BENNET:  Thank you, Chris.

MATTHEWS:  Thank you very much for joining us.

BENNET:  Thank you.

MATTHEWS:  Up next, the fight within the Republican Party—speaking of which, some Republicans are blaming the Tea Party for costing them control of the Senate.  And, by the way, you can point to three or four races where they put up jokers who, the middle of the road voters as angry as they are couldn‘t vote for these clowns.  And we know their names.  I don‘t need to mention them, but I will.

We‘ll be right back with this newly powered insurgency, what it‘s going to do once it gets in there, the ones that did get in.

This is HARDBALL, only on MSNBC.


MATTHEWS:  Well, the 2010 election is in the books.  It‘s never too soon to look ahead to presidential race in 2012.  And right now, polls show two Republicans leading President Obama in the hypothetical matches.  Mike Huckabee, up 52-44 over the president in a new CNN/Opinion Research poll taken after Tuesday‘s election.  And Mitt Romney leads the president, look at this, pretty healthy, 50-45.

How did Sarah Palin stack up against the president?  Not as well. 

Palin loses 52-44, but she‘s in the running.

HARDBALL will be right back.  And if she runs, she‘ll be in the running.



SEN. MITCH MCCONNELL (R-KY), MINORITY LEADER:  If we do these things well over the next two years, I believe the voters will be pleased with what they did on Tuesday, and Republicans will be in a much better position to reverse the worst excesses of the past two years and lay the groundwork with the kind of change we want and need.  And Tea Party activists will continue to energize our party and challenge us to follow through on our commitments.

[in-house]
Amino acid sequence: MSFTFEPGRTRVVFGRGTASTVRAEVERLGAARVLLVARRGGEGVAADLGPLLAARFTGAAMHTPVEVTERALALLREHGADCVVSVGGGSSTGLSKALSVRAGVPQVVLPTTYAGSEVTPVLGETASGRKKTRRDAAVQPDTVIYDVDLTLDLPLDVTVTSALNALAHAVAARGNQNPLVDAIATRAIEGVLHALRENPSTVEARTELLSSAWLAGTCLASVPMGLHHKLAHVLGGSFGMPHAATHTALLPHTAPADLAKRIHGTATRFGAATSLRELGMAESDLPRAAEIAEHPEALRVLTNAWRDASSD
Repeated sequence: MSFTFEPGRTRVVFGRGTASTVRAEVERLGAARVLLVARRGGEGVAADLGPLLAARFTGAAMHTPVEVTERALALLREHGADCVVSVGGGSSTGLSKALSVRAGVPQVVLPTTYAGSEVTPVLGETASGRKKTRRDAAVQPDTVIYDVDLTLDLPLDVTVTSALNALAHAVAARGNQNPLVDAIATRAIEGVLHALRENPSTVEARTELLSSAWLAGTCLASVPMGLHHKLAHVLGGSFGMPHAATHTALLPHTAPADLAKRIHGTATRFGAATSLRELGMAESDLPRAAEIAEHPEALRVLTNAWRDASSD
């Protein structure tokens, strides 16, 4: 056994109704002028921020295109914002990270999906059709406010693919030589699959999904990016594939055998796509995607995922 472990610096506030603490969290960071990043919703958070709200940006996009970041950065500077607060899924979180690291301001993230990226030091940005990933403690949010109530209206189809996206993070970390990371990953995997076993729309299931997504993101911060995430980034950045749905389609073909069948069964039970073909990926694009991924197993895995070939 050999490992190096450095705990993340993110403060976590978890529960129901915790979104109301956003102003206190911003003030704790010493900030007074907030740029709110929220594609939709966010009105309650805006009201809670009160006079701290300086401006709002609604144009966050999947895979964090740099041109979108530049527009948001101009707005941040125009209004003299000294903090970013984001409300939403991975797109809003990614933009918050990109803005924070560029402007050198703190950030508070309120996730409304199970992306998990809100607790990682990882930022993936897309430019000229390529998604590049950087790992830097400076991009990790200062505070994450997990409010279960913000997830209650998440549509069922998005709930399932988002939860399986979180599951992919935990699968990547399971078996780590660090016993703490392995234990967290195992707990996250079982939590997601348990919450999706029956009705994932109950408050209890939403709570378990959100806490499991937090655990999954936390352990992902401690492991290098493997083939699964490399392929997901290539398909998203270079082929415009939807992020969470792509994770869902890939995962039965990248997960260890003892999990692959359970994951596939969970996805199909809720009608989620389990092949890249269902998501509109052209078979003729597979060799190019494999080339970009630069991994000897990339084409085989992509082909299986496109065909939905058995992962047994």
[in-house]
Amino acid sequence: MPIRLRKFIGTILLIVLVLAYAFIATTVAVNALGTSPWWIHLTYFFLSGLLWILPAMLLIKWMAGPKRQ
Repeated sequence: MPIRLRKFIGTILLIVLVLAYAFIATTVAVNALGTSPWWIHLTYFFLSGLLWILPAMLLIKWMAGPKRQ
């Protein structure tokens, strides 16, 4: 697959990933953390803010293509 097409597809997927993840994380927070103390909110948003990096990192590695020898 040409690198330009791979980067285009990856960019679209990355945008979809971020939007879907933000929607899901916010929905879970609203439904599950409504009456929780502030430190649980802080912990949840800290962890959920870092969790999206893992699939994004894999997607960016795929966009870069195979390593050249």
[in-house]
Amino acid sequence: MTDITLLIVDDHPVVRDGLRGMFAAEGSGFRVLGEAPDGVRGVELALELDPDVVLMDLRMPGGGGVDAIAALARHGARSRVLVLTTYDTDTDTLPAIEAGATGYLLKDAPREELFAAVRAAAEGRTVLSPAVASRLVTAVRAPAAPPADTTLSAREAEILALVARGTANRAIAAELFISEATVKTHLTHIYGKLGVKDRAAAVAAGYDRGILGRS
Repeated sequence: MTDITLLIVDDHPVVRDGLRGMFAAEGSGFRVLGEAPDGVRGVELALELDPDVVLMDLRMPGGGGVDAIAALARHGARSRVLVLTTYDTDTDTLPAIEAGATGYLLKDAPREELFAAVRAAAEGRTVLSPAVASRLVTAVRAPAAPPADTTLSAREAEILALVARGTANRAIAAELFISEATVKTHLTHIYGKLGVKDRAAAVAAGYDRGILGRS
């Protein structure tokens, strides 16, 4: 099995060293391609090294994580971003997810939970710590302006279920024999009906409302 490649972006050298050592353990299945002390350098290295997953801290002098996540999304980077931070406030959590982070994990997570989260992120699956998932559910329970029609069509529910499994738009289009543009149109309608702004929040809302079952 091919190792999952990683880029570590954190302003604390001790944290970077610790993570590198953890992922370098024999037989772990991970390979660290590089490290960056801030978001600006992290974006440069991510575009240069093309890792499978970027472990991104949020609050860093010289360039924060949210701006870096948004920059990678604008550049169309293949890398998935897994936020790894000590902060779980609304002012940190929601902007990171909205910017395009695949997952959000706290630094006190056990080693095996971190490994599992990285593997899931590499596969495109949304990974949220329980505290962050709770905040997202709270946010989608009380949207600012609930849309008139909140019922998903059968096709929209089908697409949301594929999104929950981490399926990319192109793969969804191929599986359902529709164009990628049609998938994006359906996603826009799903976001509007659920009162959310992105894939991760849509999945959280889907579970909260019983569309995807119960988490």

MATTHEWS:  Well, there‘s Mr. Excitement.  He‘s so thrilled to have these Tea Partiers join him.

Anyway, welcome back to HARDBALL.  That was the Senate establishmentarian, Republican Leader Mitch McConnell, this morning, paying respect or tribute to the Tea Party.  How much power will they have inside the Congress?  He‘s obviously that with them.  And is there simmering sentiment within the Republicans that they cost control of the Senate by pushing wackos to the primary process?

We‘re joined right now by “TIME” magazine‘s Michael Crowley and the “National Journal‘s” Major Garrett, who both have big pieces on the Republicans coming to power.

So, I guess that‘s the first cutting question.  Will the history read, Major, first, that people like O‘Donnell win the nominations and Sharron Angle knocking off Sue Lowden, and these kinds of races.  Did they blow their chances of picking up 51 seats?